Members · Prefs · Laboratory · Collections · Openings · Endgames · Sacrifices · History · Search Kibitzing · Kibitzer's Café · Chessforums · Tournament Index · Players · Kibitzing
3 Chess Quiz/Reinfeld by Phony Benoni
Compiled by fredthebear

Compiled by Phony Benoni

Fred Reinfeld again. 300 positions, first published by McKay in 1945.

Sources are not given except for an occasional player name. These games can be hard to find, since Reinfeld would sometimes use a variation instead of the game continuation (for instance, see No. 9). This should not be surprising. After all, Reinfeld was a great admirer of Alekhine.

Chess Books by Fred Reinfeld:

101 Chess Problems for Beginners (Wilshire, Hollywood, 1960)(ISBN 0879800178) 1001 Brillian Chess Sacrifices and Combinations (Sterling, NY, 1955) 1001 Brilliant Ways to Checkmate (Wilshire Books, Hollywood, 1955)(ISBN 0879801107) 1001 Chess Sacrifices and Combinations (Barnes & Noble, NY, 1959) (ISBN 0879801115) 1001 Ways to Checkmate (Sterling, NY, 1955)
A Chess Primer (Dolphin Books, Garden City, 1962) A New Approach to Chess Mastery (Hanover House, Garden City, 1959) A Treasury of British Chess Masterpieces (Chatto & Windus, London, 1950) A. Alekhine vs. E.D. Bogoljubow : World's Chess Championship 1934 (McKay, Philadelphia, 1934) An Expert's Guide to Chess Strategy (Hollywood, 1976) Art of Chess (edited by Reinfeld; written by Mason) (1958) (ISBN 0486204634) Art of Sacrifice in Chess (ISBN 0486284492)
Attack and Counterattack In Chess (Barnes & Noble, NY, 1958) Beginner's Guide to Winning Chess (ISBN: 0879802154) Book of the 1935 Margate Tournament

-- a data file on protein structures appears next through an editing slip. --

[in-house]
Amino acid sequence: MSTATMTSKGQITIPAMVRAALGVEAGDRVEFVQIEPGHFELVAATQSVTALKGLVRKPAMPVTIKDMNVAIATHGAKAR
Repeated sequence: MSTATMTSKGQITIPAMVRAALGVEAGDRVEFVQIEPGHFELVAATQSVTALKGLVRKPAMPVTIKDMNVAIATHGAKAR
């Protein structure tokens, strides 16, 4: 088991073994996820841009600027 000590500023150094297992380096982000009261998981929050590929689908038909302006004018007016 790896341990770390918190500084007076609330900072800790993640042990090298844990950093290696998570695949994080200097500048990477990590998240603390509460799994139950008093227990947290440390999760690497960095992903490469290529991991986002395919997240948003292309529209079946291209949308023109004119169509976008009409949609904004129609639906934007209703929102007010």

Book of the 1935 Warsaw International Chess Team Tournament Book of the 1936-37 Hastings Tournament
Botvinnik the Invincible
Botvinnik's Best Games, 1927-1934
British Chess Masters: Past and Present
Challenge to Chessplayers (McKay, Philadelphia, 1947) Chess At-A-Glance by Edward Young (Ottenheimer, Baltimore, 1955) Chess By Yourself (McKay, Philadelphia, 1946)
Chess Combinations and Traps
Chess for Amateurs: How To Improve Your Game (McKay, Philadelphia, 1942) Chess for Children, with Moves and Positions Pictured in Photo and Diagram (ISBN 0806949058) Chess for Young People
Chess In A Nutshell (Permabooks, NY, 1958) (ISBN 0671643916) Chess is an Easy Game
Chess Mastery by Question and Answer (McKay, Philadelphia, 1939) Chess Quiz (McKay, Philadelphia, 1945)
Chess Secrets Revealed (Wilshire, Hollywood, 1959) Chess Strategy and Tactics: Fifty Master Games (Black Knight, NY, 1933) Chess Strategy for Offense and Defense (Barnes & Noble, NY, 1955) Chess Tactics for Beginners (ISBN 0879800194)
Chess Traps, Pitfalls, and Swindles (ISBN 0671210416) Chess Victory Move By Move
Chess: Attack and Counterattack (Sterling, NY, 1955) Chess: Win in 20 Moves or Less (Crowell, NY, 1962) Complete Chess Course (ISBN 0385004648)
Complete Chess Player (ISBN 0671768956)
Colle's Chess Masterpieces (Black Knight Press, NY, 1936) Complete Book of Chess Openings (Sterling, NY, 1957) Complete Book of Chess Stratagems (Sterling, NY, 1958) Creative Chess (Sterling, NY, 1959)
Development of a Chess Genius, 100 Instructive Games of Alekhine (Dover) Dr. Lasker's Chess Career, Part I, 1889-1914 (Printingcraft, London, 1935) E. S. Lowe's Chess In 30 Minutes (E.S. Lowe Co, NY, 1955) Eighth Book of Chess: How to Play the Queen Pawn Openings and Other Close Games (Sterling, NY, 1957) Epic Battles of the Chessboard (ISBN 0486293556) Fifth Book of Chess: How to Win When You're Ahead (Sterling, NY, 1955) Fifty-one Brilliant Chess Masterpieces (Capitol Pub, NY, 1950) First Book of Chess (with Horowitz) (Harper & Row, NY 1952) Fourth Book of Chess: How to Play the Black Pieces (Sterling, NY, 1955) Games of the 1938 Washington State Chess Association Championship (1938) Great Brilliancy Prize Games of the Chess Masters (Collier, NY, 1961)(ISBN 0486286142) Great Chess Upsets (written by Reshevsky; annotated by Reinfeld) Great Games By Chess Prodigies (Macmillan, NY, 1967) Great Moments In Chess (Doubleday, NY, 1963)
Great Short Games of the Chess Masters (Collier, NY, 1961)(ISBN 0486292665) How Do You Play Chess?